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Netflix’s Earnings Trounce Estimates as Original Programming Pays Off

Netflix’s Earnings Trounce Estimates as Original Programming Pays Off

Posted October 19, 2022 at 12:52 pm
Steven Levine
Interactive Brokers

Streaming media giant Netflix’s (NASDAQ: NFLX) latest earnings release Tuesday surprised investors with higher-than-expected top and bottom-line earnings results, as well as with a massive wave of new memberships.

Holders of Netflix’s stock were handsomely rewarded after the company attracted 2.41 million additional subscribers to its platform in the third-quarter of 2022, trouncing its own expectations of around one million in the prior three-month period.

Overall, the Los Gatos, California-based online entertainer earned US$3.10 per share (EPS) in its latest quarter, a 45.7% rise above most analysts’ estimates, with revenue totaling US$7.93 billion, a year-over-year increase of close to 6.0% and higher than the US$7.84 billion many expected.

Following the release of its figures, the company’s shares skyrocketed and were last trading over 14% intraday Wednesday to around US$274.5, according to the IBKR Trader Workstation.

Following the release of its figures, the company’s shares skyrocketed and were last trading over 14% intraday Wednesday to around US$274.5, according to the IBKR Trader Workstation.

The results also provided some solace among those market participants who had witnessed the firm shed a string of subscribers earlier in 2022. In fact, the Asia-Pacific (APAC) region was the only geographical segment where Netflix had retained paid net membership additions at the end of the nine-month period to September 2022.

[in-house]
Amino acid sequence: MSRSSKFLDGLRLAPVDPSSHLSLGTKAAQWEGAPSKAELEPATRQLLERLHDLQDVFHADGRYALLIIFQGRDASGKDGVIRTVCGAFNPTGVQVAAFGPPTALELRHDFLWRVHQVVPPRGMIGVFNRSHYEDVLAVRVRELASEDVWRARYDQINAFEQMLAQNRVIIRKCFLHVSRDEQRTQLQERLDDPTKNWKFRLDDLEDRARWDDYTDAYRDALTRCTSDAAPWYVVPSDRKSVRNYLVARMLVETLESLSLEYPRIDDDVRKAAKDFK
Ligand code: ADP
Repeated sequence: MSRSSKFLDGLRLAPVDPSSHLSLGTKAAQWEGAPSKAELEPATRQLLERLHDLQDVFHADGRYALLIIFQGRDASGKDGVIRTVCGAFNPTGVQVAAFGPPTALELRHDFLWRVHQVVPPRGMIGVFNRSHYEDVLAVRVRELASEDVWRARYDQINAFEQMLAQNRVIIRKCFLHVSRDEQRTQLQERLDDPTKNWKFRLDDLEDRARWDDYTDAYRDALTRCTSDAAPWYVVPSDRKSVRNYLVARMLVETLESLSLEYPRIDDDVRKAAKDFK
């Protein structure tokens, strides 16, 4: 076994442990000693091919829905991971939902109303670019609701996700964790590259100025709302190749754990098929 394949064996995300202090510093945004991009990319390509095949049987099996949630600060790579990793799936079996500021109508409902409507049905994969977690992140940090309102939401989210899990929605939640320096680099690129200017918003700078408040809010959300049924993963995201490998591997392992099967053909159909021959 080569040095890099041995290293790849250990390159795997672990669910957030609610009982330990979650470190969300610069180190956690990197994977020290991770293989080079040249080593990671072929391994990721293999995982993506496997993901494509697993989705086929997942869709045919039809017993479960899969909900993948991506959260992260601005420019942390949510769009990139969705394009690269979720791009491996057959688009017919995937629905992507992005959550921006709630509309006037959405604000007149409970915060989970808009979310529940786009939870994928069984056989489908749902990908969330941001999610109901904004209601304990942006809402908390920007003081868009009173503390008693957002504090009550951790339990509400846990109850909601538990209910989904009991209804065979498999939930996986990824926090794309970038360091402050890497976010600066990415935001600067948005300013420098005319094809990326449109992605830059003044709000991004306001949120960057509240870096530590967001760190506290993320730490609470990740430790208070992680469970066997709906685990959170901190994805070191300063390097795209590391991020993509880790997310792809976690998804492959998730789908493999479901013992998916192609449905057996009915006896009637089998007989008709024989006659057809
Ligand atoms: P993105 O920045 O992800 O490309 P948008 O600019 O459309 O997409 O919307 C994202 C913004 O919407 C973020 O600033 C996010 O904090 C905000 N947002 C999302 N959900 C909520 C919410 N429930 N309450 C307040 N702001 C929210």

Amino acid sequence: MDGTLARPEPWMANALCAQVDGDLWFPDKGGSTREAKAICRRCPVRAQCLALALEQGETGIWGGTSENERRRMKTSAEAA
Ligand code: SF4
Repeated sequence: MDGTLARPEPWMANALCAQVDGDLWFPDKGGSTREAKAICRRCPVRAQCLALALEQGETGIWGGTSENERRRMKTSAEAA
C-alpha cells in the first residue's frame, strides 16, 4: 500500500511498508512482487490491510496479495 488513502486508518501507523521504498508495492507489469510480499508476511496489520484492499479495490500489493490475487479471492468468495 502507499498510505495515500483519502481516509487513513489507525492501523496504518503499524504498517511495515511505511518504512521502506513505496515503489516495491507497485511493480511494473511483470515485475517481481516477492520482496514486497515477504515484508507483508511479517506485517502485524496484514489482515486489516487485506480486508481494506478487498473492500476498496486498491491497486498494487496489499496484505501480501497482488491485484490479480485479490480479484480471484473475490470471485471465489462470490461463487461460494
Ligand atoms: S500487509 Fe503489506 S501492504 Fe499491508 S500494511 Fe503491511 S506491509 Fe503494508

Netflix's Paid Net Membership Additions / Losses

International Operative

Meanwhile, as streaming media services have been generally facing fewer new subscribers in developed economic markets such as the U.S. and Europe, Netflix, along with rivals such as Amazon Prime, appear to be focusing more intently on APAC.

Dave Novosel, a senior analyst at corporate bond research service firm Gimme Credit, recently observed that U.S. subscriber growth has been slowing at Netflix, but international growth “has been superlative and should continue expanding nicely.”

Novosel continued that higher pricing has “enhanced overall revenue growth”, and given the company’s “massive spending on content, particularly as the company moves to more original programming,” it continues to “burn through significant amounts of cash each year.” He added that while its debt burden has been rising accordingly, its improvement in EBITDA has led to lower leverage.

In the latest quarter, Netflix’s operating activities generated US$557 million in net cash, a rise of US$475 million from the prior year period, and free cash flow (FCF) amounted to US$472 million, compared with -US$106 million over the same timeframe.

the company’s 6.375% notes due June 2029 were trading up at around 0.38% intraday Wednesday at a premium of US$101.10, while its 4.875% notes due June 2030 were last priced at around US$91.50, according to the IBKR Trader Workstation.

Against this backdrop, the company’s 6.375% notes due June 2029 were trading up around 0.38% intraday Wednesday at a premium of US$101.10, while its 4.875% notes due June 2030 were last priced at around US$91.50, according to the IBKR Trader Workstation.

Netflix contends with US$14 billion worth of gross debt at the end of the third-quarter, within management’s US$10-$15 billion target range, with net debt amounting to US$7.9 billion, or 1.2x LTM.

Suffering from Special FX

Netflix also said it continues to expect positive FCF of around US$1 billion for the full year 2022, as well as “substantial growth” in FCF in 2023, barring further material strengthening of the U.S. dollar, which seems to have been impinging on the firm’s margins.